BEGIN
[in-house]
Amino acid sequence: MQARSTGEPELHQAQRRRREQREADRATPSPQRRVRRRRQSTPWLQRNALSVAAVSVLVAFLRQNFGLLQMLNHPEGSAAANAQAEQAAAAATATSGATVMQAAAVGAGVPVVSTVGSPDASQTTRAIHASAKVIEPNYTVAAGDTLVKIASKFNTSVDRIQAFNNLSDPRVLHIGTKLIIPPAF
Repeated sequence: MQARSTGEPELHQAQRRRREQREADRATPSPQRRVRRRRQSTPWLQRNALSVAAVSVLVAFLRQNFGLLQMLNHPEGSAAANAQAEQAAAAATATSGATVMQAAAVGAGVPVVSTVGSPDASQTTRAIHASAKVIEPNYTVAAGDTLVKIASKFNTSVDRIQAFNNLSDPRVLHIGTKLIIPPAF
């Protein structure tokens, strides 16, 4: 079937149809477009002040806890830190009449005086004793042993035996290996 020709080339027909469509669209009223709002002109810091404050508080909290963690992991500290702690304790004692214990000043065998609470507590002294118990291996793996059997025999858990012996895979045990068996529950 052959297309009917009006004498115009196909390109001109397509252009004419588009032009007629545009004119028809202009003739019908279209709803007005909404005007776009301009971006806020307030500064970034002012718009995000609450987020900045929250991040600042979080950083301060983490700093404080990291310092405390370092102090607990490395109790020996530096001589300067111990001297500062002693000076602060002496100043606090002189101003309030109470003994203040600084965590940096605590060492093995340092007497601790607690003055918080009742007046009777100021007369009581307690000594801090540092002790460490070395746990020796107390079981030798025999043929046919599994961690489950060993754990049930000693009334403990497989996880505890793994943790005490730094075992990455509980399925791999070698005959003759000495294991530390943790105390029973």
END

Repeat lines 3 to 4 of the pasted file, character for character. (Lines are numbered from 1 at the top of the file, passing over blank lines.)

Repeated sequence: MQARSTGEPELHQAQRRRREQREADRATPSPQRRVRRRRQSTPWLQRNALSVAAVSVLVAFLRQNFGLLQMLNHPEGSAAANAQAEQAAAAATATSGATVMQAAAVGAGVPVVSTVGSPDASQTTRAIHASAKVIEPNYTVAAGDTLVKIASKFNTSVDRIQAFNNLSDPRVLHIGTKLIIPPAF
């Protein structure tokens, strides 16, 4: 079937149809477009002040806890830190009449005086004793042993035996290996 020709080339027909469509669209009223709002002109810091404050508080909290963690992991500290702690304790004692214990000043065998609470507590002294118990291996793996059997025999858990012996895979045990068996529950 052959297309009917009006004498115009196909390109001109397509252009004419588009032009007629545009004119028809202009003739019908279209709803007005909404005007776009301009971006806020307030500064970034002012718009995000609450987020900045929250991040600042979080950083301060983490700093404080990291310092405390370092102090607990490395109790020996530096001589300067111990001297500062002693000076602060002496100043606090002189101003309030109470003994203040600084965590940096605590060492093995340092007497601790607690003055918080009742007046009777100021007369009581307690000594801090540092002790460490070395746990020796107390079981030798025999043929046919599994961690489950060993754990049930000693009334403990497989996880505890793994943790005490730094075992990455509980399925791999070698005959003759000495294991530390943790105390029973």